A bivy tent, sometimes called a bivy shelter, is a small, one-man “tent” which is a cross between a bivy sack and a small tent (I talk more about bivy sacks here).
It is hard to tell the difference between a bivy tent and a regular one-person tent. Bivy tents normally have tent poles, stakes and a rain-fly is often available. The true bivy tent is shaped like the human body laying on its back: wider and taller at the front end and narrowing as it goes towards the foot area.
This allows for a small amount of movement within the tent, yet still being considerate of not adding too much weight to your overall camping equipment.
Bivy tents come in freestanding and non-freestanding models – the type you select depends on where you plan on camping.
Freestanding models are great if the terrain is hard and winds are light while non-freestanding models are desirable if your camping environment tends to be windy.
They are made of fabric that is both breathable and waterproof, which allows human vapors and moisture escape while repelling rain. Bivy tents are basically single wall tents, so in colder climates, the warm air expelled by humans may collect within the bivy.
Bivy Sacks: the Minimalist Approach
Another tent alternative is a bivy sack. Bivy Sacks is simply a waterproof sack that your sleeping bag goes into. This is a very minimalist approach and is well-suited for those who are out for a short term camping trip who can adapt to minimal comforts. Though very light in weight, they can leave much to be desired.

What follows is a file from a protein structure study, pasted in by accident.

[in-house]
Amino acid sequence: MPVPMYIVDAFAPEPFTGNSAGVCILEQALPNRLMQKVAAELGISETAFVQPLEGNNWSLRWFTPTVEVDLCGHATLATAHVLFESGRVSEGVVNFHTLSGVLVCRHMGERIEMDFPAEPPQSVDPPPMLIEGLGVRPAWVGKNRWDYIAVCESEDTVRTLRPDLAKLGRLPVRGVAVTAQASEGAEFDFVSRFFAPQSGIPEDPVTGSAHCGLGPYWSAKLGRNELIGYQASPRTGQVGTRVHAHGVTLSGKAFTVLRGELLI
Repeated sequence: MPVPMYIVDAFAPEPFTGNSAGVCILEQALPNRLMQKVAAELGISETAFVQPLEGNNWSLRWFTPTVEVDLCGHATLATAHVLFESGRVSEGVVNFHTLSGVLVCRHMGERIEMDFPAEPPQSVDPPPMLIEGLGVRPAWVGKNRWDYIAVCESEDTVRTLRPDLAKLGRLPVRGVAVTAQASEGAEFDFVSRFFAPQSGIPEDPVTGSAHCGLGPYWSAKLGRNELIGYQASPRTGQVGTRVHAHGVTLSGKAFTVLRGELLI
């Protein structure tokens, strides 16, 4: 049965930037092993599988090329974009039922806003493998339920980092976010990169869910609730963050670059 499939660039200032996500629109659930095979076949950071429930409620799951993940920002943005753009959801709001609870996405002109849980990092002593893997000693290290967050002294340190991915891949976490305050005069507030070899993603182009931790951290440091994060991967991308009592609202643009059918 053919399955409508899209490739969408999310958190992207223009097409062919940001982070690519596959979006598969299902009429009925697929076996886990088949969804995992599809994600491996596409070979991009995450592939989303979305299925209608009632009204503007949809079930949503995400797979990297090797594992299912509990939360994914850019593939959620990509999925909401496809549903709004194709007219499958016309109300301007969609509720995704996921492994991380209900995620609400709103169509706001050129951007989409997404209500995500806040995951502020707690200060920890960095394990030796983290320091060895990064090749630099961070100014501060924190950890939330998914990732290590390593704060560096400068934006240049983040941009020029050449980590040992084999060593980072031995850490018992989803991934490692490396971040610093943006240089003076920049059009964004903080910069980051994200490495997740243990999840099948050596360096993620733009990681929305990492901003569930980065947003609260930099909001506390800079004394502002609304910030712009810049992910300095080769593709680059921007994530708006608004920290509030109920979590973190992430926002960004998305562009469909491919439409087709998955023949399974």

A bivy sack keeps a camper’s sleeping bag dry and adds about 10 degrees of warmth to just a sleeping bag. Unfortunately, the head is constantly exposed to the elements unless the drawstring is pulled very snuggly.
There are two types of bivy sacks: One is simply some type of coated fabric for waterproofness. These are the cheapest but by far the least desirable. The reason is that they do not breathe and you will end up with a damp sleeping bag from the water vapor your body naturally puts off. A much better type (option two) is one made from a Gortex type fabric. This allows the water vapor to escape during the night, eliminating the problem of dampness.
Some bivy sacks allow for armholes (so you can grab some of your gear) as well as room for a sleeping pad (for slightly more comfort and warmth under your body).